Talking up affordable housing, city pushes more San Antonio debt

San Antonio’s daylong “Housing Summit,” built on a mountain of government clichés and hubris, ended without one mention of free-market competition.

We Say:
  • Kudos to Kenric Ward of (Texas Bureau) for this outstanding exposé of Mayor Taylor’s aggressive push of government control of “affordable housing” as recently unveiled in her September 30 Housing Summit.  Real journalism as it was meant to be!
  • Free market competition is not part of the city’s “master plan.” Rather, crony capitalism is the means to achieve the ends.

This four-part series is republished from, by Kenric Ward. Featured image credit: San Antonio Housing Authority photo

Talking up affordable housing, city pushes more debt


PEAK HOUSING: San Antonio’s master plan calls for City Hall to “assist the private market in adequately addressing housing needs.” | AP photo

By Kenric Ward  /   October 5, 2016

Part 1 of 4 in the series Affordable housing

Calling for more residential “infrastructure,” affordable-housing advocates are pushing to extend government control of real estate in one of America’s fastest-growing cities.

A down payment is $20 million in San Antonio’s upcoming bond package. Proceeds would go toward purchasing and redeveloping properties with the public debt. While aimed at commercial blight, “Operation Facelift” has residential implications.

“We’re changing the way of doing business by bringing in new partners,” Mayor Ivy Taylor announced at her “Housing Summit” last week.

Taylor did not name names, but her housing model points north to Austin, which has floated $120 million in bonds to leverage private investment in “affordable housing.”

CLICK HERE to read the full article (Part 1)…

Want more affordable housing? Try code reform, not crony capitalism

By   /  October 6, 2016 

Part 2 of 4 in the series Affordable housing

The San Antonio Housing Commission says the city needs 153,000 more “affordable” and “workforce” housing units. To produce them, the panel is weighing a host of tailored regulations – some of them ripe for cronyism.

The year-old commission, which includes local developers, calculated the reputed shortage by stretching the “lower income” category to 120 percent of the city’s median income level.

By the commission’s definition, that means households earning $61,000 need affordable housing. San Antonio’s “affordable” price points, according to the commission, are homes up to $150,000 and two-bedroom apartment rents starting at $700.Though the Housing Commission has no authority to set policy or implement programs, it was established by the City Council to make recommendations. Those include:

  • Improve the zoning notification process.
  • Waive additional fees for construction of affordable housing.
  • Pursue an affordable housing bond.

CLICK HERE to read the full article (Part 2)…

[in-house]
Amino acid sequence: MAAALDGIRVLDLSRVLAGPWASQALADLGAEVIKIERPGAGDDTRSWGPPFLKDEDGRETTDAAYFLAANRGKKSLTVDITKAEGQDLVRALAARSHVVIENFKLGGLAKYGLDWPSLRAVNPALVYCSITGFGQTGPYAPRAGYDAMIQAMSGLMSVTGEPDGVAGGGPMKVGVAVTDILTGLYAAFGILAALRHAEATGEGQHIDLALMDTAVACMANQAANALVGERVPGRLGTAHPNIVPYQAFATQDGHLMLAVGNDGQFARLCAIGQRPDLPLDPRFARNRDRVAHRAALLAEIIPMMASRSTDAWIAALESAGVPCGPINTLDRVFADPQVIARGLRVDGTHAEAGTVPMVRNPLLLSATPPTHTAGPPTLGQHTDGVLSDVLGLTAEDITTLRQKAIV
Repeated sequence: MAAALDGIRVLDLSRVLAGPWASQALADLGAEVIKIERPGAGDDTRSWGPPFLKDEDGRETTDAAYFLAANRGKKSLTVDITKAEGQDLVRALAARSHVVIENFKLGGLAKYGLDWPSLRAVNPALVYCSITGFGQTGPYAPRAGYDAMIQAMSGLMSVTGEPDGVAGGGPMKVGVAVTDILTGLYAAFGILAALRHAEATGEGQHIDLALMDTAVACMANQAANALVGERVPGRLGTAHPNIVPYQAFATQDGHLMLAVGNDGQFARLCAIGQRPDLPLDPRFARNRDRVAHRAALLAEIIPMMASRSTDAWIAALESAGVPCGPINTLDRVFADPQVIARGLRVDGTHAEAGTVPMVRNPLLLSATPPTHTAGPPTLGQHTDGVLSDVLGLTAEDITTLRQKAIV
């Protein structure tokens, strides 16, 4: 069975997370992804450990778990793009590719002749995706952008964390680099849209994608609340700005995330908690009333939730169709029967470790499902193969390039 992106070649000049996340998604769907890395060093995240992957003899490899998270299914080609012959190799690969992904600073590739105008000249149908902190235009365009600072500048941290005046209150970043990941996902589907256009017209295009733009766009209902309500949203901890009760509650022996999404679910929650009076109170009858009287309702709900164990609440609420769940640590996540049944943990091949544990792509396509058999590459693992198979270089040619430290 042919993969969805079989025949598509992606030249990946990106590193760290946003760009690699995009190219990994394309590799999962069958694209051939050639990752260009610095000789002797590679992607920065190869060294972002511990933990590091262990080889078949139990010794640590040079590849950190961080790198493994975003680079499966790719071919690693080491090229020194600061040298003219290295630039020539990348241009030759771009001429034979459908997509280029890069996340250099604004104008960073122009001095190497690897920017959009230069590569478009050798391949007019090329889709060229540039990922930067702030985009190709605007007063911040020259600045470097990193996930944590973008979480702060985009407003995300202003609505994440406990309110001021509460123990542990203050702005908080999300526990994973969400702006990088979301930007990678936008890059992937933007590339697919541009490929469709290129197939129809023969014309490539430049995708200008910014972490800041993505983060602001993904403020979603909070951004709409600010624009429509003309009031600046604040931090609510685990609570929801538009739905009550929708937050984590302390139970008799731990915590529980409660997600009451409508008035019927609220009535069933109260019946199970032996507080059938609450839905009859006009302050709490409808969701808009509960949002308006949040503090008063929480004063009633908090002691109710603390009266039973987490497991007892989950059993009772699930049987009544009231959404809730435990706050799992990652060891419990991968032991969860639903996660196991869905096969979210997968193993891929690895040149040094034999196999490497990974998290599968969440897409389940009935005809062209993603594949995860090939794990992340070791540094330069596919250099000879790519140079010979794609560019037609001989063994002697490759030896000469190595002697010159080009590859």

Free market invisible at San Antonio Housing Summit

By   /  October 11, 2016

Part 3 of 4 in the series Affordable housing

San Antonio’s daylong “Housing Summit,” built on a mountain of government clichés and hubris, ended without one mention of free-market competition.

Dozens of presentations—covering “Homelessness,” “Financing and Funding,” “Policies, Protection and Planning” and the like – presupposed that government plays a leading role in creating an “affordable” housing market.

It is the ultimate trickle-down exercise in which taxpayer funds and public benefits are redistributed to chosen developers while making the product less affordable for all.

The pump is primed by increasing public debt: a proposed $20 million “neighborhood improvements” bond (buried in a record $850 million public-improvement bond). Down the line, special tax breaks are earmarked for unidentified “partners” to build affordable housing.

CLICK HERE to read the full article (Part 3)…

San Antonio homes in on $250K Portland consultant

By Kenric Ward  /  October 10, 2016


MOVER AND SHAKER: John Fregonese has consulted on transit-oriented development along light-rail lines, a controversial concept in San Antonio. | photo

Part 4 of 4 in the series Affordable housing

Embarking on municipal housing initiatives, San Antonio officials are purchasing advice from an Oregon consultant promoting new waves of dense development, with a random racial rant tossed in.“The 1950s were overtly racist and sexist,” John Fregonese declared at Mayor Ivy Taylor’s “Housing Summit” this month. “The population is different today.”

San Antonio, a centuries-old home to a largely Hispanic population, is America’s seventh-biggest city. Aggressive municipal annexations have helped make it one of the fastest growing metro regions in the U.S.

Despite San Antonio’s size and Southwestern sensibilities, City Council members went to Portland to enlist Fregonese. Retained at a cost of $250,000, the planner’s consultancy agreement runs through next May.

The city has the “sole option to extend to Nov. 21, 2017, if it deems necessary,” at an unspecified cost.


CLICK HERE to read the full article (Part 4)…


Kenric Ward is the San Antonio-based reporter for A California native and veteran journalist who has worked on three Pulitzer Prize-winning newspapers, he received a BA from UCLA (Political Science/Phi Beta Kappa) and holds an MBA. He reported and edited at the San Jose Mercury News and the Las Vegas Sun before joining in 2012 and previously reported from Virginia. Kenric can be reached at

This four-part series is republished from

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One Response to "Talking up affordable housing, city pushes more San Antonio debt"

  1. Bobbie Mueller  October 11, 2016 at 12:24 pm

    Crony capitalism, and a tad communism?. Spreading other peoples wealth to level the playing field?

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